Jan 07

More language learning resources

Many of my students know that I am constantly reading and researching in pursuit of new, interesting and informative source material to use in our lessons. I must say that it is my good fortune to speak with people in different countries every day. Their thirst for knowledge is what drives me to find material that is relevant to their specific lexicon. From managers in the field of IT to medical doctors and from lawyers to college students, I try to offer individual student the source material that will inspire them to improve their English language learning experience. I am humbled by the numerous students who possess higher academic achievement than I do. I appreciate their continued interest in my lessons and I sincerely hope that I am able to exceed their expectations in each lesson.

To that end, here are a few links for obscure, curious and perhaps just plain odd stuff related to English language and Western culture. Remember in this article I offered some resources for continuing your education online.

This next link is terrific! It has a Compendium of Lost Words, an exceptional List of Glossaries, there is even a Dictionary of Obscure Words. Go check it out here

Next, this site is amazing! The glossary section alone is mind boggling. The site is one fine example of the power the “Information Age”. That otherwise hard to find information can be compiled into a data-base that is a readily accessible and free to anyone with access to the internet is quite simply a wonderful thing. Go see for yourself, but here is a little sample to pique your interest;

There is a Glossary of Acronyms and Abbreviations. Very useful when reading a lot of current events. I know I can not be the only one who has trouble trying to keep current with the latest acronyms in this perpetually changing world.

Another of Artificial Languages, like Esperanto and Klingon…..I had to laugh at that one, but some folks are really serious about their Star Trek.

There is a Glossary of Business Jargon and another for Botanical Words. There is also Glossary of 17th Century Biblical English and an online Dictionary of Buddhism and Eastern Literary Terms. I imagine that last one may help Asian students better express their cultural beliefs and practices to Westerners.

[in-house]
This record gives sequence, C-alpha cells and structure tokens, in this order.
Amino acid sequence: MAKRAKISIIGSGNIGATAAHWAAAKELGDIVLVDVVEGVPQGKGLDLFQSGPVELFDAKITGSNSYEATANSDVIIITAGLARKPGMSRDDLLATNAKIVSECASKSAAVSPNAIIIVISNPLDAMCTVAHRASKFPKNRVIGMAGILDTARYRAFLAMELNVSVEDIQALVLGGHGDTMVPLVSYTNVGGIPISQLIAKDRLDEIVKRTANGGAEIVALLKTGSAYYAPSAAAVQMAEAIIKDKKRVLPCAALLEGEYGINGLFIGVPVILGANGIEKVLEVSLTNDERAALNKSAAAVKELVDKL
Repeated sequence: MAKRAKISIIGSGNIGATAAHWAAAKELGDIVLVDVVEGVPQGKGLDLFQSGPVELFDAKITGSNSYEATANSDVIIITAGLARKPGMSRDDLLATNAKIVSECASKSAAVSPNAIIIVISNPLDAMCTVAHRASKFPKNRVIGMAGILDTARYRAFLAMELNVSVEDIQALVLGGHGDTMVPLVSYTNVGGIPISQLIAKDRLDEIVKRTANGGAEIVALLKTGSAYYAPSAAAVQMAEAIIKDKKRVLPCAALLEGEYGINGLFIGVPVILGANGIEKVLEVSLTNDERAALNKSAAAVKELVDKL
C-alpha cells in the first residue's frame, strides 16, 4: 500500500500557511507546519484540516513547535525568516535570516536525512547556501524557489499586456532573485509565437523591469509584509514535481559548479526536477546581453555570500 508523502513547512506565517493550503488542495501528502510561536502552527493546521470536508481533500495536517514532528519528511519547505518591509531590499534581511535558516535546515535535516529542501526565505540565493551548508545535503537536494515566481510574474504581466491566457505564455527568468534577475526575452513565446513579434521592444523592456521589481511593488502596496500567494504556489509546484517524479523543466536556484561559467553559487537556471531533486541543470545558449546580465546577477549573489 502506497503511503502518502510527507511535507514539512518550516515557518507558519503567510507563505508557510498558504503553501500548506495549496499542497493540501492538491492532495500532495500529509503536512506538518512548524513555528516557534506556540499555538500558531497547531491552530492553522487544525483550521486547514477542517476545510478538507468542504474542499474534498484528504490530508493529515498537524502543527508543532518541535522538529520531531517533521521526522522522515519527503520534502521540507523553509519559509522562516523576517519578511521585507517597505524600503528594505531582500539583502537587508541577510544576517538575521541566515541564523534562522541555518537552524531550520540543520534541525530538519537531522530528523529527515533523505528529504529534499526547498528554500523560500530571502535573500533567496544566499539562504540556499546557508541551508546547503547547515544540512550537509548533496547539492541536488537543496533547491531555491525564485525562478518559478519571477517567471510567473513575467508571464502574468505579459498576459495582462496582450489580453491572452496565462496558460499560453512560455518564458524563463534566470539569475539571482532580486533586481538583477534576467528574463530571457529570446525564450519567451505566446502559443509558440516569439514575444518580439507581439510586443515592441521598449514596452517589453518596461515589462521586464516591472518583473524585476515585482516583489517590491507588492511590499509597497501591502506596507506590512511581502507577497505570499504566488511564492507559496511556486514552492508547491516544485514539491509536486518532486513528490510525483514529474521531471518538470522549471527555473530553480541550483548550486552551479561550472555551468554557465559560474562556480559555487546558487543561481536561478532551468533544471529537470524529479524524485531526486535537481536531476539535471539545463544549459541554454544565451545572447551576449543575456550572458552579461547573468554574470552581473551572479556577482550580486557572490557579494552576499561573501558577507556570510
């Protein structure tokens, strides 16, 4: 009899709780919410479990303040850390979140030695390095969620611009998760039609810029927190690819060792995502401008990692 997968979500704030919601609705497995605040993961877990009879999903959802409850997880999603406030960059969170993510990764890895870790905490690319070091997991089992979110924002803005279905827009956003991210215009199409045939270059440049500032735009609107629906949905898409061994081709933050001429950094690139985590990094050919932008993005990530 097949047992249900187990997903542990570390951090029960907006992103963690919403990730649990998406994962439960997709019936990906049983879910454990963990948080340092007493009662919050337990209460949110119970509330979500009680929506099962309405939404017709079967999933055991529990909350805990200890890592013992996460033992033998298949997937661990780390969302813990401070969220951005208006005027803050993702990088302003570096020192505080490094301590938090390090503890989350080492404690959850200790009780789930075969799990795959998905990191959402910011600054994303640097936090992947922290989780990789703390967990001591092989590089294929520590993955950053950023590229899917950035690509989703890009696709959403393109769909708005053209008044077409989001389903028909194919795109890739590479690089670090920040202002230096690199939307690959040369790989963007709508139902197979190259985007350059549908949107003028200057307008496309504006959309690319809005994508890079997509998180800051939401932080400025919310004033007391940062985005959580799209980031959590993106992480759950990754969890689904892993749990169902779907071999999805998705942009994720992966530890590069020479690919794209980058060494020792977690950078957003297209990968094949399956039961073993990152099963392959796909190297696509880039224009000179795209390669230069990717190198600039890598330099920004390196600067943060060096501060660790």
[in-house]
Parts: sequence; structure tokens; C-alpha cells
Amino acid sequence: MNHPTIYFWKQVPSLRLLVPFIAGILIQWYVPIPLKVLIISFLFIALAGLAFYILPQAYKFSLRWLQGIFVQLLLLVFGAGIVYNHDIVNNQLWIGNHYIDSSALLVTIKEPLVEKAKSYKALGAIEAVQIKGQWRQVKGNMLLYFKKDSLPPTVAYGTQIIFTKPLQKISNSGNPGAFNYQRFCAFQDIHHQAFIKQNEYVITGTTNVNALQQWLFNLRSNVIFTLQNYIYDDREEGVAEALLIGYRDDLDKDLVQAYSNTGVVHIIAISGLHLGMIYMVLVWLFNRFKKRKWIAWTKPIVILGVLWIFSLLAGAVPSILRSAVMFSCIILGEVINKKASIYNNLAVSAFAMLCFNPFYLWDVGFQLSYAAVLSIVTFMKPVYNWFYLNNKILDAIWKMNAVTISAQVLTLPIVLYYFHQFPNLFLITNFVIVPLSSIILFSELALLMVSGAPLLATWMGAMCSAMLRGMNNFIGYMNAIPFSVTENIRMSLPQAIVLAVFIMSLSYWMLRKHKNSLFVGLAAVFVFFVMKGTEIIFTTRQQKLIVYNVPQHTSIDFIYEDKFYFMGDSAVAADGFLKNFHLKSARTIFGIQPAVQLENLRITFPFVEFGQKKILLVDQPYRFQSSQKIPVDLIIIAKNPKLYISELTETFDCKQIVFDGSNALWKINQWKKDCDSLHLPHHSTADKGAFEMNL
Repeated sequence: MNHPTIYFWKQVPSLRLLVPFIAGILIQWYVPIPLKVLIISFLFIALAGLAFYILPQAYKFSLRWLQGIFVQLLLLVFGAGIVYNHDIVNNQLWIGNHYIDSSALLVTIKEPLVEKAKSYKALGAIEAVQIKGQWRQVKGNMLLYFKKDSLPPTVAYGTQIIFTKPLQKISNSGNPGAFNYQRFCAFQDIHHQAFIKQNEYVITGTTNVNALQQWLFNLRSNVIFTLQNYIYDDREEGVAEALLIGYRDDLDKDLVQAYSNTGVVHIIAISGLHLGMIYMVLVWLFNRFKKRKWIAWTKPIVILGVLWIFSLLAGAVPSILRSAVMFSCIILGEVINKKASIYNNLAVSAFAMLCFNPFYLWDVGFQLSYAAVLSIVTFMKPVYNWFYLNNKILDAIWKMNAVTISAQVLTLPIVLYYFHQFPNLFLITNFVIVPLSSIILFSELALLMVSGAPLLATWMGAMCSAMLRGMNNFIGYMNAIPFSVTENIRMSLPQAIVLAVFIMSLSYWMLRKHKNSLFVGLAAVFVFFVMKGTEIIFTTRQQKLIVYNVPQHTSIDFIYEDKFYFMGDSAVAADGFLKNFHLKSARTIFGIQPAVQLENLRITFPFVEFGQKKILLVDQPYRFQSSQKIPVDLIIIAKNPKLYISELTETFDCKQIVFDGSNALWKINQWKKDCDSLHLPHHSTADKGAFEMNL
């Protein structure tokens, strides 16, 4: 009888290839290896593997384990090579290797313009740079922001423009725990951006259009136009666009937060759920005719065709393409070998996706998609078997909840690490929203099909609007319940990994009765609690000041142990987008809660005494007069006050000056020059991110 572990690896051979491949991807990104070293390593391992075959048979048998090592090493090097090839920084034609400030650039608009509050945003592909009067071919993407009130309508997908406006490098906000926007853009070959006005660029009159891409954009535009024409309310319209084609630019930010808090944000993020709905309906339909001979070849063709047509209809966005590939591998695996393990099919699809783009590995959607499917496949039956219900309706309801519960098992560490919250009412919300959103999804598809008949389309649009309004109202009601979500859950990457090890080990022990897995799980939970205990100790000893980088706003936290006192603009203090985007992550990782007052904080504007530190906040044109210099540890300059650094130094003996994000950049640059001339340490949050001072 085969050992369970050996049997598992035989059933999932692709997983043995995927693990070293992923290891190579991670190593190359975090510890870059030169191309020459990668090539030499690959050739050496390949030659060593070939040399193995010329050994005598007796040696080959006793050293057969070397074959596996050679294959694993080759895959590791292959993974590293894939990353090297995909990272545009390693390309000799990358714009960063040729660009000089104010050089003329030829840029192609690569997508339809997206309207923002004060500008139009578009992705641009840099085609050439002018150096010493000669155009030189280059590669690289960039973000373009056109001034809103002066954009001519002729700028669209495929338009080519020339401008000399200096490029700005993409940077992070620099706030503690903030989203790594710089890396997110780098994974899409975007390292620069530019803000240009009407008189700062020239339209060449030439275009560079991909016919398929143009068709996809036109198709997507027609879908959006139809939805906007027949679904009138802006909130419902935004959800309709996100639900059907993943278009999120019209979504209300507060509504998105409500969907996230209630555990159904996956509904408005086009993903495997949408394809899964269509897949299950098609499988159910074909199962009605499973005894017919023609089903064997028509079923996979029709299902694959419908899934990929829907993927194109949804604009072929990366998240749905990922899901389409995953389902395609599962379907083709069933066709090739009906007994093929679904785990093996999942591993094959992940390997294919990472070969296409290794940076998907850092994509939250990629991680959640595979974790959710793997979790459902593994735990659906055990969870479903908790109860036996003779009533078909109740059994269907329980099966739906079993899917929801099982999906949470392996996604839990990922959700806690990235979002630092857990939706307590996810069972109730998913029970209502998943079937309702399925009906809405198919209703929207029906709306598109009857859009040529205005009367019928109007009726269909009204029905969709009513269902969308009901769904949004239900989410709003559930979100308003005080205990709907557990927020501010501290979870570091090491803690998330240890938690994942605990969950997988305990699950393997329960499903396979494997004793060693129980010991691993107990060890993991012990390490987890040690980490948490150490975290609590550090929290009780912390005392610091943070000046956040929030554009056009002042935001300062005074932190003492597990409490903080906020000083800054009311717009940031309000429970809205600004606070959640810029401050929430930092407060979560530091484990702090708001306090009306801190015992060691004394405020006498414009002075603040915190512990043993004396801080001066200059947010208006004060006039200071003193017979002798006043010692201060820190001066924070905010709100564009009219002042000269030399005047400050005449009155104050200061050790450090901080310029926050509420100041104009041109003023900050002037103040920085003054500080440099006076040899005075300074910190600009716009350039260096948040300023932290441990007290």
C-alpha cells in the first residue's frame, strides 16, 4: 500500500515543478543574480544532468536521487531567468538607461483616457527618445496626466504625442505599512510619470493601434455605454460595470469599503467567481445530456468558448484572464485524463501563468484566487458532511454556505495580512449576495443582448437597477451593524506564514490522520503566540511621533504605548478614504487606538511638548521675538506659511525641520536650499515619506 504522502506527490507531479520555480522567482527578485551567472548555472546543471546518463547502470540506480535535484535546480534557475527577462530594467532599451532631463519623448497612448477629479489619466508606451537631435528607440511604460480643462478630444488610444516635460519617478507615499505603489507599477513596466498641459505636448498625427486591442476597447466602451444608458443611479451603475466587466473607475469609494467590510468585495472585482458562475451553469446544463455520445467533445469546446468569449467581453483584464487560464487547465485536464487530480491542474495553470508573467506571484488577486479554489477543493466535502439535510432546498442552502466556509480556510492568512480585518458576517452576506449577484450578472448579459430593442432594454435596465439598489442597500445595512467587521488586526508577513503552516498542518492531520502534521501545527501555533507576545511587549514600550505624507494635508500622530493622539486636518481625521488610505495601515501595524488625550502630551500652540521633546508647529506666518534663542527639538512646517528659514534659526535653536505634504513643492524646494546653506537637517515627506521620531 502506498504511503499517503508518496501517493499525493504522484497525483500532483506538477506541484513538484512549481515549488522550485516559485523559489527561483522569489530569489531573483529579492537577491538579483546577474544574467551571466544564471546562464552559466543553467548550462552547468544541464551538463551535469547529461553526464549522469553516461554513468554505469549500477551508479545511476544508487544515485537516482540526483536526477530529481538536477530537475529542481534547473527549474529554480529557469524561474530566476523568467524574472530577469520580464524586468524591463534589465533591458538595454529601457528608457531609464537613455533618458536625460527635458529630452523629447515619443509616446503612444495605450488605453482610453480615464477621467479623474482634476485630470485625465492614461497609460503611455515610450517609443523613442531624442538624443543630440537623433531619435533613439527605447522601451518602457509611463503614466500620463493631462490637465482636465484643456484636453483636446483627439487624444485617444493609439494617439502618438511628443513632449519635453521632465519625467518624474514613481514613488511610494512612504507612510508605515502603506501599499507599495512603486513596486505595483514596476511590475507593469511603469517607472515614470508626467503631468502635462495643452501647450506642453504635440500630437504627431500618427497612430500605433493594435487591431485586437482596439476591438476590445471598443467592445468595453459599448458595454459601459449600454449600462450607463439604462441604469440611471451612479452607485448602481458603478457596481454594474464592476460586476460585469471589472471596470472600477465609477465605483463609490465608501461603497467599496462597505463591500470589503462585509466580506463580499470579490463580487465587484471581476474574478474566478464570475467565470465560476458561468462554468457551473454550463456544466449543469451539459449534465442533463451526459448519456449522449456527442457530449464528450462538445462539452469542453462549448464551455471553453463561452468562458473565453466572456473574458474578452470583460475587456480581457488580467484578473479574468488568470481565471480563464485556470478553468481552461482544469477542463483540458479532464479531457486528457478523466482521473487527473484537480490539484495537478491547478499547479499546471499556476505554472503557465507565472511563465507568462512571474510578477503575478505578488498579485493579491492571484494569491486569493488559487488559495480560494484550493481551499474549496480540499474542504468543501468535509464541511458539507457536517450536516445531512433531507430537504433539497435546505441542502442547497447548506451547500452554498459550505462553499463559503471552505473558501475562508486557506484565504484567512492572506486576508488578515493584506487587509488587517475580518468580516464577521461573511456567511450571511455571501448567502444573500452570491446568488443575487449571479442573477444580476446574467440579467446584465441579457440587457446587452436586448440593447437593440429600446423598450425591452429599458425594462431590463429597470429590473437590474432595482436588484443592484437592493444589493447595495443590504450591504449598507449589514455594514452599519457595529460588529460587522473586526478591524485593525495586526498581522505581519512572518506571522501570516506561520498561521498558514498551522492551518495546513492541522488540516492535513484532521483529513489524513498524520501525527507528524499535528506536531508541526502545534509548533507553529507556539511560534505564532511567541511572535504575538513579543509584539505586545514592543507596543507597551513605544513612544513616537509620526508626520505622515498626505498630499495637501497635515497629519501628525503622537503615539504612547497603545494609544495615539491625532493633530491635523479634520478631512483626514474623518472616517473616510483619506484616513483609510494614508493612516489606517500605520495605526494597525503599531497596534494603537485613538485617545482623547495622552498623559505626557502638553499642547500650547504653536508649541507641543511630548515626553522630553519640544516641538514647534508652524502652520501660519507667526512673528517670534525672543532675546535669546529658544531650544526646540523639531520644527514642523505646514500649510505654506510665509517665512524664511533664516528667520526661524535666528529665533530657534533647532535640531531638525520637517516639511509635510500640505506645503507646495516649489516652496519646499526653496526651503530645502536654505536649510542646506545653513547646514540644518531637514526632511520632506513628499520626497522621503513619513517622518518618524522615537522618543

As I said, the site is an amazing resource. Go spend some time looking around.

This link, to a place called English Club, has a list of 29 fun and interesting facts you may not know about English. Follow this link to a very different set of maps. There you will see maps of Popular Surnames in European Countries and another for the U.S. divided by region. There are maps that show the drinking habits of countries around the world. Another map indicates the World-Wide Driving Orientation of each country. There are maps of Most Popular Sports and National IQ Scores by country. There is even a map showing the percentage of red-haired people throughout Europe. Some are funny, some of them are odd, some a little bit crass but perhaps informative none-the-less.


Keep on learning!



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    • Rachel on January 8, 2014 at 5:35 am
    • Reply

    So much information and knowledge. Kevin is a diligent teacher indeed.

    1. Haha, Rachel. I know you like the food articles, but I am glad you are also reading some of the others too!

      I must tell you that I was surprised when you said you did not know how to cook or cook well. I thought all Chinese women (sort of like all French women) know how to cook. To me Chinese food seems very mysterious and complex and I suspect that comes from the long history of your country. The long history of a culture (and food is a big part of culture) is closely related to the passing of familial recipes form generation to generation.

      Anyway, there is always time to learn how to cook and it is a very valuable life skill. I encourage you to try it!

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